REO & Field Services
As evidence piles up that the economy is finally getting on track, we can stop worrying about foreclosure and REO problems, right? Wrong. Most people in the mortgage servicing industry probably got the right answer to that question ven as economic statistics suggest a rebound may be taking hold, the job market remains weak and expectations are that the rate of home price appreciation has slowed.
That adds up to a potential increase in the number of properties that will come back to a lender through foreclosure, deeds-in-lieu and other circumstances. Delinquency rates are hardly at an alarming level, but the growth in nontraditional mortgage products and the increasing frequency of underwriting exceptions mean there are probably more wobbly loans out there than might have been the case in the past. Until recently, the number of loans in foreclosure was at a record high, according to the Mortgage Bankers Association of America. Mortgage insurers have also reported seeing an increase in defaults and claims. And anecdotally, REO vendors across the country have reported seeing an increase in business inquiries.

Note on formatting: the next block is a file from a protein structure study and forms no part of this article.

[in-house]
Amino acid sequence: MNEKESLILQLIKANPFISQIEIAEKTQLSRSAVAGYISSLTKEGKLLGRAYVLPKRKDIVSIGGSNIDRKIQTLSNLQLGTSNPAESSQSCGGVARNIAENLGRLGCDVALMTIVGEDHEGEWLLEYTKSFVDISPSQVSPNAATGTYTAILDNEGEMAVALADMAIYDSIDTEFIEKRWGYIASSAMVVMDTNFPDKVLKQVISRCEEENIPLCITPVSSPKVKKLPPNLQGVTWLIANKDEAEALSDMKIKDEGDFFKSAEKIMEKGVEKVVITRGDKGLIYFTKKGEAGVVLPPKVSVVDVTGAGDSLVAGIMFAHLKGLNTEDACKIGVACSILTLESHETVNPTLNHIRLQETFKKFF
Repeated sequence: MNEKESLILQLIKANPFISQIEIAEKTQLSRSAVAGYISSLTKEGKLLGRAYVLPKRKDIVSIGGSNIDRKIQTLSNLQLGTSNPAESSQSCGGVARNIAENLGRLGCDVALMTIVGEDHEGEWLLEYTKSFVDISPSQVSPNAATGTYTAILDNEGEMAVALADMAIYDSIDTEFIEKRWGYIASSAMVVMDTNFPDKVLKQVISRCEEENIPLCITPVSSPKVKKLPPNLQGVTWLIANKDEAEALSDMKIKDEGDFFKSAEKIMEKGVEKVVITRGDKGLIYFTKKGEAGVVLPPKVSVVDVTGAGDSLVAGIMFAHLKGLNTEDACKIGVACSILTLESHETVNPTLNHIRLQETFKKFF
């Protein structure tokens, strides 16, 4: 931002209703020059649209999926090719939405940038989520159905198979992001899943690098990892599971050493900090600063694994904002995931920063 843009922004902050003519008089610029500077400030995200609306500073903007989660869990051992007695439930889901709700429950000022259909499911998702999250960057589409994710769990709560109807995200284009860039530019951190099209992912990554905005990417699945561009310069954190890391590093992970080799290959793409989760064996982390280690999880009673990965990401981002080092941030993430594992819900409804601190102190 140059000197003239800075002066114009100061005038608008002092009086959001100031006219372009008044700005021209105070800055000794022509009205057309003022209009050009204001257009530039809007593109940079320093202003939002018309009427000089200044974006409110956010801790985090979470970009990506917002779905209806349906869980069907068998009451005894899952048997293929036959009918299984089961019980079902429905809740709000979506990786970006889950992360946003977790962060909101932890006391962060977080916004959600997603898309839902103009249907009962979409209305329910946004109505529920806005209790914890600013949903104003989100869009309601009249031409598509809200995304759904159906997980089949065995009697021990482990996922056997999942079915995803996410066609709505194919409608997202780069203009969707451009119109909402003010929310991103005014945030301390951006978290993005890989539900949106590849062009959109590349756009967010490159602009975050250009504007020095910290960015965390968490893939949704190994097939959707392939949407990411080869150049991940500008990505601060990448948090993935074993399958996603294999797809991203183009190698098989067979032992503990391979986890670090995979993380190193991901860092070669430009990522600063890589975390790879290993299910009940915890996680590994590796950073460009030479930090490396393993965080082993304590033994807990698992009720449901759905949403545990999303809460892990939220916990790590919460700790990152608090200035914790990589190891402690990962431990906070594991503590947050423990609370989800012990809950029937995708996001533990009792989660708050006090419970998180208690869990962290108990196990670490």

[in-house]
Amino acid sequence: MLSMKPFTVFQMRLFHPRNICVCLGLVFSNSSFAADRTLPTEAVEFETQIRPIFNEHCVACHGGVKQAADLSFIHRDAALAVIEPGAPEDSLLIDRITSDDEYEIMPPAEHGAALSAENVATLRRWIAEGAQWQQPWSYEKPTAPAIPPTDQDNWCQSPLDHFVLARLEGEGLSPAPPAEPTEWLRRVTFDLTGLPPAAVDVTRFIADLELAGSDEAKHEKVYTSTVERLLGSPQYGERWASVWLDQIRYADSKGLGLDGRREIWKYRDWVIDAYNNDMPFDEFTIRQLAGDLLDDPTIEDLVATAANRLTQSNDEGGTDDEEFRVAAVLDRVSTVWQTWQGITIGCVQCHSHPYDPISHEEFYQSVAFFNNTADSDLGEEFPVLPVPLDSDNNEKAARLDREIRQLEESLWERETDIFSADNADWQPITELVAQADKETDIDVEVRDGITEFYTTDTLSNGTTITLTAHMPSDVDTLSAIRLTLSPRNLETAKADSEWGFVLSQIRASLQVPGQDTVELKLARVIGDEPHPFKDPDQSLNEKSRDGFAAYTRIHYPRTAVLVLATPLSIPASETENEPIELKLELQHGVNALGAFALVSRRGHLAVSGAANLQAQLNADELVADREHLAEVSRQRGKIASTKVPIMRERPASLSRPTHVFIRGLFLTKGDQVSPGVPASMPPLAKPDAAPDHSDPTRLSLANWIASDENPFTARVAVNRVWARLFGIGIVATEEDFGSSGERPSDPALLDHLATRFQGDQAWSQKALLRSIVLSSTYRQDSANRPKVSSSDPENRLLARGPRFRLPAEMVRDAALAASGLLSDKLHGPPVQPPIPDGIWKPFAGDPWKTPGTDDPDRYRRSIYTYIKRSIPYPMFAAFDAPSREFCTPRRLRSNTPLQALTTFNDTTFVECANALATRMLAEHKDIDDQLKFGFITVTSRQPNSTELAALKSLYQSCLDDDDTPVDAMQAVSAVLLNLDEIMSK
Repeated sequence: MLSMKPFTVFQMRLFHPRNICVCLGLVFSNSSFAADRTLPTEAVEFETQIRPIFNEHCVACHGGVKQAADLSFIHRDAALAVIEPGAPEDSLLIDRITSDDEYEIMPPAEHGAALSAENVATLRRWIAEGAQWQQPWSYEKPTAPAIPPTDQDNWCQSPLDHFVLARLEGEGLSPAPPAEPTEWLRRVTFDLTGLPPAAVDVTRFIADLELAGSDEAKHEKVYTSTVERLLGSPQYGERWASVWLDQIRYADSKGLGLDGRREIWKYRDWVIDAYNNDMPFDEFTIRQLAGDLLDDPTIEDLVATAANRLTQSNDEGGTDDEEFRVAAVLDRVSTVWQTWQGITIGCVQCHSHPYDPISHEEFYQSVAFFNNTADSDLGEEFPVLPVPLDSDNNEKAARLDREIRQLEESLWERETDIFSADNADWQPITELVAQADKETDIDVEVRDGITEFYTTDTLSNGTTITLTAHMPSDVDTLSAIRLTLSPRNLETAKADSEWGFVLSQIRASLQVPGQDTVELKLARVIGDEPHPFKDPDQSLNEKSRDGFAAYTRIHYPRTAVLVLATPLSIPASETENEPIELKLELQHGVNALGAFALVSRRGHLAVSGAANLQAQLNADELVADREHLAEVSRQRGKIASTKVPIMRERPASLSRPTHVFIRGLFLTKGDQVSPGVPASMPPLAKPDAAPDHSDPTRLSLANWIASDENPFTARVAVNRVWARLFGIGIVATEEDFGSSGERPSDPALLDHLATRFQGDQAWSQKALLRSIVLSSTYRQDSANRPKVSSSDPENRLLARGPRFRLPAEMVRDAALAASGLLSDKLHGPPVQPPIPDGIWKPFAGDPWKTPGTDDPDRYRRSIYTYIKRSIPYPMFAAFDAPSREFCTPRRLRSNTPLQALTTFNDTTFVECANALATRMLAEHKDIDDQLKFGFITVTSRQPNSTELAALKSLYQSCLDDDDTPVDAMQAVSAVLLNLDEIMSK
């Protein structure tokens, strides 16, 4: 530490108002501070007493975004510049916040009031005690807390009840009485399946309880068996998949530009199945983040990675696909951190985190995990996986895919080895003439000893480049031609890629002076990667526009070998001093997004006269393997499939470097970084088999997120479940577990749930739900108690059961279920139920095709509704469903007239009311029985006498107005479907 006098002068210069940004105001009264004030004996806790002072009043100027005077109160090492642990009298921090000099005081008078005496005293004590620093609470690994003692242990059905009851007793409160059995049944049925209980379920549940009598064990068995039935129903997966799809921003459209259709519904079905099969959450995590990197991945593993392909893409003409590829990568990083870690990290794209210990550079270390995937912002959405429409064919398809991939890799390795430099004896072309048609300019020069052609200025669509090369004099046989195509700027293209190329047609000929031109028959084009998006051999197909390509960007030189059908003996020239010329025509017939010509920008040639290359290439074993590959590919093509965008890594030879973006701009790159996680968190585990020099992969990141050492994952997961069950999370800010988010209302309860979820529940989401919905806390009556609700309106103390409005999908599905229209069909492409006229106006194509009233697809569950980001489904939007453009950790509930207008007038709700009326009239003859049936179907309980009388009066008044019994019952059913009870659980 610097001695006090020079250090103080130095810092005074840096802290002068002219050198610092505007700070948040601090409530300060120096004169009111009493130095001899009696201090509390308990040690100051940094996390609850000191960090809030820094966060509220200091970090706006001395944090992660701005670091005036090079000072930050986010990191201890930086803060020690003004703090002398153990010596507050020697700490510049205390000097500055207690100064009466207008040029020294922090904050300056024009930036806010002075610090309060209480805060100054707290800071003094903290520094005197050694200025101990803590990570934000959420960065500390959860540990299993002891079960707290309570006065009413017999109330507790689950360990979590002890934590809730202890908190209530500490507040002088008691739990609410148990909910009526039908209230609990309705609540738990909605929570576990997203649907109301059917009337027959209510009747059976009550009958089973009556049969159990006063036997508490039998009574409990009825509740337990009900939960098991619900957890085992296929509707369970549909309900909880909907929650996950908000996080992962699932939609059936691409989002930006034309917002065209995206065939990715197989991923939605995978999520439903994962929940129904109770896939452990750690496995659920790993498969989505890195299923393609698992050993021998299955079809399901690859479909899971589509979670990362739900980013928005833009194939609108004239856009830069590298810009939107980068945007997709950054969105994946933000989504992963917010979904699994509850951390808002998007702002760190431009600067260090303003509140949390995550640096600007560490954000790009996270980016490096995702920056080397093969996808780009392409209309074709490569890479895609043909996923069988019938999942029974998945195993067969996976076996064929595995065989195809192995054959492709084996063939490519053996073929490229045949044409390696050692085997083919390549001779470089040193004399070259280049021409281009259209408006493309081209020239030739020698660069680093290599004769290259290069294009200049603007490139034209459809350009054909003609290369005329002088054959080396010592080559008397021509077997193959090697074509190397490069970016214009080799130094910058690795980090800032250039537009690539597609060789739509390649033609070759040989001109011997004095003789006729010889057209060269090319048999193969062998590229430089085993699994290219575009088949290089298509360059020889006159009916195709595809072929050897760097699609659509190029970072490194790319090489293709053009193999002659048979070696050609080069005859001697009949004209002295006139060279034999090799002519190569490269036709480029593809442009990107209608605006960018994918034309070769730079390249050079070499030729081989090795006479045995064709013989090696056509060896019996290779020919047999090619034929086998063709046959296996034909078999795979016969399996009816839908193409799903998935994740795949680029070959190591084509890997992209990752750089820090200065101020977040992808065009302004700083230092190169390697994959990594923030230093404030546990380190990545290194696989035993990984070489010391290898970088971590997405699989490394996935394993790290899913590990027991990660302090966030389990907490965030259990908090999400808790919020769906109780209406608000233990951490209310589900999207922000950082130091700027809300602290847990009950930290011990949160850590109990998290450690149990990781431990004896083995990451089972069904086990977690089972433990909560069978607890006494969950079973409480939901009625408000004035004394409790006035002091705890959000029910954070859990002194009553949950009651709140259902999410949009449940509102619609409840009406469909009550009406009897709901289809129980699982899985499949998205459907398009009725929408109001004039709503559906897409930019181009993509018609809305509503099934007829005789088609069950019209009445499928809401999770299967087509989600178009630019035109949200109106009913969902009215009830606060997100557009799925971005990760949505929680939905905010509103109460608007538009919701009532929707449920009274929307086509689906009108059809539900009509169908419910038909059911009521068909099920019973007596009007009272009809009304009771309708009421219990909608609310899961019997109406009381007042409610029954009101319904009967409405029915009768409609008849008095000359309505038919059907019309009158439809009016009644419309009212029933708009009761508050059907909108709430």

Lenders like to manage loans, not real estate. The real estate specialist, especially an inspector, contractor, or real estate agent in the local market, probably has a better handle on what needs to be done to maintain, repair and sell a property than a national lender with offices far away from the property in question. After all, when you have a leak, you call a plumber, not a mortgage lender.
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